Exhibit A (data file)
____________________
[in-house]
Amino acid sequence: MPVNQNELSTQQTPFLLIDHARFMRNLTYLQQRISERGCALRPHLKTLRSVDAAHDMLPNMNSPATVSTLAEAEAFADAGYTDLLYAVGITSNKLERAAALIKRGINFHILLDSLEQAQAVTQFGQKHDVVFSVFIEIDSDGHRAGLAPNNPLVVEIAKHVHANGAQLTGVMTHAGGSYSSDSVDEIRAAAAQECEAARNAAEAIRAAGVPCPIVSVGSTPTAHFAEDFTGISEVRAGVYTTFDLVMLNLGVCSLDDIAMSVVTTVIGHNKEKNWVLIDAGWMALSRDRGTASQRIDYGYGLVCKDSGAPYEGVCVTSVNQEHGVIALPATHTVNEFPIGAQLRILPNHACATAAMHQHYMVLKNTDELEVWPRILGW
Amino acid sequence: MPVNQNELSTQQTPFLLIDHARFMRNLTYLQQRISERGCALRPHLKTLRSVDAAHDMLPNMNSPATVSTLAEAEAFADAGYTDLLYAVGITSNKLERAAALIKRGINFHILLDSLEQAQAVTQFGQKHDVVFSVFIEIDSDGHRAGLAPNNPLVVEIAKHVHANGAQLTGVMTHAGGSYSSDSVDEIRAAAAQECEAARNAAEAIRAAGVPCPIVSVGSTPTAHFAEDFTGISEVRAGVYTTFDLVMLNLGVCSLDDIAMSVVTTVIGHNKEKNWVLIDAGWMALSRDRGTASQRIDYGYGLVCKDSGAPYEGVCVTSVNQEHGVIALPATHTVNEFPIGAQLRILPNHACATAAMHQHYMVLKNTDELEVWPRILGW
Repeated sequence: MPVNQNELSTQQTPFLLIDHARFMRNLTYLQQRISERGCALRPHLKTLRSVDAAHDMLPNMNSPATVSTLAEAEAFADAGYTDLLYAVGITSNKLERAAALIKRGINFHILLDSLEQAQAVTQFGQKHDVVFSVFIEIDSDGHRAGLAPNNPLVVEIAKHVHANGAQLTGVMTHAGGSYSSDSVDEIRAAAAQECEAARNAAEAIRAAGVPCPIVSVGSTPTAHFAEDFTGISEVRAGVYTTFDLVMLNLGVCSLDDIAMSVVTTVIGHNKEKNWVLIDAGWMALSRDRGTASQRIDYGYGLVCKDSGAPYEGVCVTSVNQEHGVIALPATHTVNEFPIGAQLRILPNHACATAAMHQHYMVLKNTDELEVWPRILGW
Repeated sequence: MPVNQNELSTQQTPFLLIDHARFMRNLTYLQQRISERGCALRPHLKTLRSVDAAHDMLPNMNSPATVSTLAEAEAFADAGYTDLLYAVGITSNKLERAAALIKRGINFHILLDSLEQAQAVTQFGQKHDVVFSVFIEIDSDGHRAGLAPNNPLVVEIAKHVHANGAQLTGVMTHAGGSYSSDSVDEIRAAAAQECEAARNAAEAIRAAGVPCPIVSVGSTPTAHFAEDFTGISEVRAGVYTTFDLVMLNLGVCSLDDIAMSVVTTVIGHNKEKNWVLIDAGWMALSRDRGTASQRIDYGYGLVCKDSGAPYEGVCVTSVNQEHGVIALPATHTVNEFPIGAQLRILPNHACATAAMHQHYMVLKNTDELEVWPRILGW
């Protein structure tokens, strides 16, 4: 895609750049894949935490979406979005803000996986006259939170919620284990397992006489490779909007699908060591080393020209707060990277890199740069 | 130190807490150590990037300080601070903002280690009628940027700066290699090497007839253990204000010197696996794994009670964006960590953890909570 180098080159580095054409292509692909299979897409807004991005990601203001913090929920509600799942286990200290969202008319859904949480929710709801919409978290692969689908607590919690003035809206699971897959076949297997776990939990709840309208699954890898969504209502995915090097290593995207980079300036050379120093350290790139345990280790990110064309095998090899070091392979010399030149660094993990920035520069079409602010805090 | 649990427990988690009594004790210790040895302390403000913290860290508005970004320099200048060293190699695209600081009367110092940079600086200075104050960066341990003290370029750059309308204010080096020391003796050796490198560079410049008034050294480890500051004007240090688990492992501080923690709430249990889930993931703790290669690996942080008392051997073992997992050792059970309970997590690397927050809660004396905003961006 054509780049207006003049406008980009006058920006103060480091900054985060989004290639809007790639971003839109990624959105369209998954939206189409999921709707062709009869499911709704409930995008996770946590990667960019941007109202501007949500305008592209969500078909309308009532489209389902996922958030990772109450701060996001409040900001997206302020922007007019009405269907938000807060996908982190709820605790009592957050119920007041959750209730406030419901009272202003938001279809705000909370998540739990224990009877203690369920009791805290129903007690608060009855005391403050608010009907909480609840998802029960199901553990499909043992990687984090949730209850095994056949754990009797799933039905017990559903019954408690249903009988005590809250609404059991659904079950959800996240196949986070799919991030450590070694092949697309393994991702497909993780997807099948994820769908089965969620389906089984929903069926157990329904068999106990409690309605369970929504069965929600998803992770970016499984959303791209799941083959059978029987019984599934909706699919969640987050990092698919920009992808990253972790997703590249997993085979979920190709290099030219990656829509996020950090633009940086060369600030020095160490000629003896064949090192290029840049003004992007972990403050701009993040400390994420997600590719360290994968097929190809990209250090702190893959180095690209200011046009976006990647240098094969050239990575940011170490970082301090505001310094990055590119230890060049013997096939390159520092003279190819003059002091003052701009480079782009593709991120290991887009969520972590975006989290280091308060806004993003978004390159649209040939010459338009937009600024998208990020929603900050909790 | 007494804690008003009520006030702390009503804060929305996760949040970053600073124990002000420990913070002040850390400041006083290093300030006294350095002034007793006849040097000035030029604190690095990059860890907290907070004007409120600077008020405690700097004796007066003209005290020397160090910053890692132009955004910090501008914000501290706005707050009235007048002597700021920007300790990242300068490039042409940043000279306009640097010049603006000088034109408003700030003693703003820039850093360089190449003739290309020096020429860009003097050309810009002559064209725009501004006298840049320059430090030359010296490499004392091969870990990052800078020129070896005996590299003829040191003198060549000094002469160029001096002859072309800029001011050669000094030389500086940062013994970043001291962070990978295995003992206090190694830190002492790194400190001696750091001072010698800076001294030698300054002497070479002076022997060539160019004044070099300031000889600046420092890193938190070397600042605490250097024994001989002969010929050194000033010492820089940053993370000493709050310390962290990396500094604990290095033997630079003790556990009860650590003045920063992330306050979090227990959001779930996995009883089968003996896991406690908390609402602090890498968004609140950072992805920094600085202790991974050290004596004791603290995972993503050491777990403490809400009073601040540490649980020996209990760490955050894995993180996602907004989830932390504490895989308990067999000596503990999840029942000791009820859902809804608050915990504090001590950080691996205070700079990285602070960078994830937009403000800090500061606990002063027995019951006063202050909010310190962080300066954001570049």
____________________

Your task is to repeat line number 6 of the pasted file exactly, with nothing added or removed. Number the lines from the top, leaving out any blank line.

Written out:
């Protein structure tokens, strides 16, 4: 895609750049894949935490979406979005803000996986006259939170919620284990397992006489490779909007699908060591080393020209707060990277890199740069 | 130190807490150590990037300080601070903002280690009628940027700066290699090497007839253990204000010197696996794994009670964006960590953890909570 180098080159580095054409292509692909299979897409807004991005990601203001913090929920509600799942286990200290969202008319859904949480929710709801919409978290692969689908607590919690003035809206699971897959076949297997776990939990709840309208699954890898969504209502995915090097290593995207980079300036050379120093350290790139345990280790990110064309095998090899070091392979010399030149660094993990920035520069079409602010805090 | 649990427990988690009594004790210790040895302390403000913290860290508005970004320099200048060293190699695209600081009367110092940079600086200075104050960066341990003290370029750059309308204010080096020391003796050796490198560079410049008034050294480890500051004007240090688990492992501080923690709430249990889930993931703790290669690996942080008392051997073992997992050792059970309970997590690397927050809660004396905003961006 054509780049207006003049406008980009006058920006103060480091900054985060989004290639809007790639971003839109990624959105369209998954939206189409999921709707062709009869499911709704409930995008996770946590990667960019941007109202501007949500305008592209969500078909309308009532489209389902996922958030990772109450701060996001409040900001997206302020922007007019009405269907938000807060996908982190709820605790009592957050119920007041959750209730406030419901009272202003938001279809705000909370998540739990224990009877203690369920009791805290129903007690608060009855005391403050608010009907909480609840998802029960199901553990499909043992990687984090949730209850095994056949754990009797799933039905017990559903019954408690249903009988005590809250609404059991659904079950959800996240196949986070799919991030450590070694092949697309393994991702497909993780997807099948994820769908089965969620389906089984929903069926157990329904068999106990409690309605369970929504069965929600998803992770970016499984959303791209799941083959059978029987019984599934909706699919969640987050990092698919920009992808990253972790997703590249997993085979979920190709290099030219990656829509996020950090633009940086060369600030020095160490000629003896064949090192290029840049003004992007972990403050701009993040400390994420997600590719360290994968097929190809990209250090702190893959180095690209200011046009976006990647240098094969050239990575940011170490970082301090505001310094990055590119230890060049013997096939390159520092003279190819003059002091003052701009480079782009593709991120290991887009969520972590975006989290280091308060806004993003978004390159649209040939010459338009937009600024998208990020929603900050909790 | 007494804690008003009520006030702390009503804060929305996760949040970053600073124990002000420990913070002040850390400041006083290093300030006294350095002034007793006849040097000035030029604190690095990059860890907290907070004007409120600077008020405690700097004796007066003209005290020397160090910053890692132009955004910090501008914000501290706005707050009235007048002597700021920007300790990242300068490039042409940043000279306009640097010049603006000088034109408003700030003693703003820039850093360089190449003739290309020096020429860009003097050309810009002559064209725009501004006298840049320059430090030359010296490499004392091969870990990052800078020129070896005996590299003829040191003198060549000094002469160029001096002859072309800029001011050669000094030389500086940062013994970043001291962070990978295995003992206090190694830190002492790194400190001696750091001072010698800076001294030698300054002497070479002076022997060539160019004044070099300031000889600046420092890193938190070397600042605490250097024994001989002969010929050194000033010492820089940053993370000493709050310390962290990396500094604990290095033997630079003790556990009860650590003045920063992330306050979090227990959001779930996995009883089968003996896991406690908390609402602090890498968004609140950072992805920094600085202790991974050290004596004791603290995972993503050491777990403490809400009073601040540490649980020996209990760490955050894995993180996602907004989830932390504490895989308990067999000596503990999840029942000791009820859902809804608050915990504090001590950080691996205070700079990285602070960078994830937009403000800090500061606990002063027995019951006063202050909010310190962080300066954001570049």